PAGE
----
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Trump’s Childhood Home Was On Airbnb, So These Refugees Went There To Tell Their Stories

As the Trump administration prepares to make key decisions on its response to the refugee crisis, Oxfam took over the president’s old house to create a living lesson in compassion.

Trump’s Childhood Home Was On Airbnb, So These Refugees Went There To Tell Their Stories
“All of these refugees also had a childhood home that they had to flee from.”

When Oxfam learned that President Trump’s childhood home in Queens was available to rent on Airbnb, the humanitarian organization saw an opportunity: They’d rent out the house, which is filled with Trump portraits and framed quotes on the walls, and invite refugees to come inside and tell their stories.

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“That’s all they want for their children, for them to have a safe place.” [Photo: Chris Gregory/Oxfam]
“It’s an interesting time–the three branches of government are making decisions right now for refugees,” says Shannon Scribner, the acting director for humanitarian programs and policy for Oxfam America.

The refugees brought personal objects with them to temporarily place in the house to make the point that they once had homes that they were forced to leave. [Photo: Chris Gregory/Oxfam]
In a UN address on September 19, Trump is expected to announce how many refugees the U.S. will accept this year, a year after world leaders met in New York and pledged to do more to support refugees. Congress will make decisions on funding for refugees, both for those who are resettled in the U.S. and for humanitarian support abroad. And the Supreme Court will hear arguments about Trump’s travel ban–which blocks many refugees from six Muslim-majority countries–on October 10.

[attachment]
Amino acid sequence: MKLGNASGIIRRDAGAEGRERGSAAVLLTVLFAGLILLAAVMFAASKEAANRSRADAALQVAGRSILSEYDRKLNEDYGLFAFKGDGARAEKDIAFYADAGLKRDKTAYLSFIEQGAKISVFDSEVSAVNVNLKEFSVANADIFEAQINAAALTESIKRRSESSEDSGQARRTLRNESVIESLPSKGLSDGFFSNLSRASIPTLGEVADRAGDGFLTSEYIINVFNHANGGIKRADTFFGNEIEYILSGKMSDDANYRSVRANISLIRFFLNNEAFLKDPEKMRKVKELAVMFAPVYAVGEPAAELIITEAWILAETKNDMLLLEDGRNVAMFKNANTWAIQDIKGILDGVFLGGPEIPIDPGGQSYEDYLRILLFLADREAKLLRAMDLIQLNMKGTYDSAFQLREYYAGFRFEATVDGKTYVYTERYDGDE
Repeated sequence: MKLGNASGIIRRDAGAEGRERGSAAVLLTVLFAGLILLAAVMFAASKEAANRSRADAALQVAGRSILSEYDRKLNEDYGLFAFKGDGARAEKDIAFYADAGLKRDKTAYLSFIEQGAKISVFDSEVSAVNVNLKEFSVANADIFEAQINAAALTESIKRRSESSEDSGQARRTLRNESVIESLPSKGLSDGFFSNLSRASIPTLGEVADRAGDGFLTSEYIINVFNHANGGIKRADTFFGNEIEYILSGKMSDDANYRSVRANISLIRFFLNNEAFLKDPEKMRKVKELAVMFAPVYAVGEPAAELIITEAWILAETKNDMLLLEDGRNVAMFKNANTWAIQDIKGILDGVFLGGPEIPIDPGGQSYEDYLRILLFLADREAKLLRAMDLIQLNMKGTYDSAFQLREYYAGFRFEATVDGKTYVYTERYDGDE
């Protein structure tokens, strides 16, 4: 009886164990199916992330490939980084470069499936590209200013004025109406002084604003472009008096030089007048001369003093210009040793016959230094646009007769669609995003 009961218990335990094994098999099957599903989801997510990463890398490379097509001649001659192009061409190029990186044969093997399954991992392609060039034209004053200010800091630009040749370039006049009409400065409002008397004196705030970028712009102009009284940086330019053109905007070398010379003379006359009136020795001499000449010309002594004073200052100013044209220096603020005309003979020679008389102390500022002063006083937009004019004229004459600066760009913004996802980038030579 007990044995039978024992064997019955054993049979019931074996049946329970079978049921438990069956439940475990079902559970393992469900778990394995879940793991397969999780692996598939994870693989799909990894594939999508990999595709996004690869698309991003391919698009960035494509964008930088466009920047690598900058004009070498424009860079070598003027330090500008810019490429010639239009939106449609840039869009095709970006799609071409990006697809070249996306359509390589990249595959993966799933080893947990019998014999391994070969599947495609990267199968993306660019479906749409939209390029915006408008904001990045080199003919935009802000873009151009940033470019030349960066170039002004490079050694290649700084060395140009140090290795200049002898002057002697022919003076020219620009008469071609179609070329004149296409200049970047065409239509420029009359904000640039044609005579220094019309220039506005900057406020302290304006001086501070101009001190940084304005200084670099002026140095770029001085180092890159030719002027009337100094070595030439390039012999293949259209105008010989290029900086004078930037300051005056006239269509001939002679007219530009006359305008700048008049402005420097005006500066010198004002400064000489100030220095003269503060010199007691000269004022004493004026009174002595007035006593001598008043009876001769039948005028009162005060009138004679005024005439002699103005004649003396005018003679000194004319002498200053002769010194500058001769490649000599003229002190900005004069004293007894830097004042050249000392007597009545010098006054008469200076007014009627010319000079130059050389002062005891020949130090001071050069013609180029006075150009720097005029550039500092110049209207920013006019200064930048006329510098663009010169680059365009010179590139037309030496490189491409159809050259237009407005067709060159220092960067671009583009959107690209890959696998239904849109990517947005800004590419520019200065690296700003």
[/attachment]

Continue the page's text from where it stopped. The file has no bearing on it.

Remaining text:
Uyen Nguyen [Photo: Chris Gregory/Oxfam]
Four refugees visited the house where Trump lived until he was four, and shared stories with reporters about their journeys. Uyen Nguyen fled Vietnam when she was 10 years old; her mother, brother, and little sister died on the boat journey, but she and another brother eventually made it to California. Eiman Ali’s family fled war in Somalia and arrived in the U.S. when she was three.

Eiman Ali [Photo: Chris Gregory/Oxfam]
The refugees brought personal objects with them to temporarily place in the house–toys in the room that was likely Trump’s bedroom, their photos on a desk, and their coffee cups on a table–to make the point that they once had homes that they were forced to leave.

“All of these refugees also had a childhood home that they had to flee from,” says Scribner. “That’s all they want for their children, for them to have a safe place.”

“It’s an interesting time–the three branches of government are making decisions right now for refugees.” [Photo: Chris Gregory/Oxfam]
While the organization doesn’t expect Trump to necessarily respond, it hopes that Congress will. Congress is supposed to have a role in deciding how many refugees the U.S. accepts, and also makes decisions on funding for helping refugees find work after they are resettled. Oxfam also hopes to send a message about how much more the U.S. can do–both in its own policy and in pressing the international community to do more to honor its own commitments, whether in Europe or Africa or elsewhere. Since pledges made a year ago, “we’ve made very little progress,” Scribner says. (The Airbnb listing has been taken down, as well).

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As the refugees visited the house, they looked at Trump quotes on the walls. “I was struck by one of the quotes in particular: It was talking about how persistence is the key to success, or something along those lines,” says Scribner. “And then as I listened to the stories of these refugees I was thinking, are you kidding me? Persistence and perseverance? They are the epitome of that.”

About the author

Adele Peters is a staff writer at Fast Company who focuses on solutions to some of the world's largest problems, from climate change to homelessness. Previously, she worked with GOOD, BioLite, and the Sustainable Products and Solutions program at UC Berkeley.

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